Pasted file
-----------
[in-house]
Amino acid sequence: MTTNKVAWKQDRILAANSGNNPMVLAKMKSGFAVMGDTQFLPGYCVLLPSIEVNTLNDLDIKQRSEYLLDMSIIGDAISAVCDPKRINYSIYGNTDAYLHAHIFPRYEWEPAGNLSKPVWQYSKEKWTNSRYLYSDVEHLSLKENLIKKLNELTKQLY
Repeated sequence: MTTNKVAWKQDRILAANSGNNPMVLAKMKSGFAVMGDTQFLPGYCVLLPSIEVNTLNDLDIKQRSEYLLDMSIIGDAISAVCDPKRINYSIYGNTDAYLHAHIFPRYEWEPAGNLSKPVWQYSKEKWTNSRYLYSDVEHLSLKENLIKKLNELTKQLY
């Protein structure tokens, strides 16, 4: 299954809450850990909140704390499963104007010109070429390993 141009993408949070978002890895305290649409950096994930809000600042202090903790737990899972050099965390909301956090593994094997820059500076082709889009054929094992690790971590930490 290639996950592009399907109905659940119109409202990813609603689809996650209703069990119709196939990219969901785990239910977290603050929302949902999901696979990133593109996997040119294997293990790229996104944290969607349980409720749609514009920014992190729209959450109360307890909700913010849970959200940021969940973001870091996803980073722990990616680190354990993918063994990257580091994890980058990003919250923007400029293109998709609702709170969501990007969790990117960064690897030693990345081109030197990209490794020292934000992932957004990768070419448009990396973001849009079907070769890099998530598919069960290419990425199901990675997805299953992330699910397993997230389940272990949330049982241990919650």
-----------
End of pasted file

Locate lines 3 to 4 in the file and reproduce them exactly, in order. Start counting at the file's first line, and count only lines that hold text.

Repeated sequence: MTTNKVAWKQDRILAANSGNNPMVLAKMKSGFAVMGDTQFLPGYCVLLPSIEVNTLNDLDIKQRSEYLLDMSIIGDAISAVCDPKRINYSIYGNTDAYLHAHIFPRYEWEPAGNLSKPVWQYSKEKWTNSRYLYSDVEHLSLKENLIKKLNELTKQLY
């Protein structure tokens, strides 16, 4: 299954809450850990909140704390499963104007010109070429390993 141009993408949070978002890895305290649409950096994930809000600042202090903790737990899972050099965390909301956090593994094997820059500076082709889009054929094992690790971590930490 290639996950592009399907109905659940119109409202990813609603689809996650209703069990119709196939990219969901785990239910977290603050929302949902999901696979990133593109996997040119294997293990790229996104944290969607349980409720749609514009920014992190729209959450109360307890909700913010849970959200940021969940973001870091996803980073722990990616680190354990993918063994990257580091994890980058990003919250923007400029293109998709609702709170969501990007969790990117960064690897030693990345081109030197990209490794020292934000992932957004990768070419448009990396973001849009079907070769890099998530598919069960290419990425199901990675997805299953992330699910397993997230389940272990949330049982241990919650």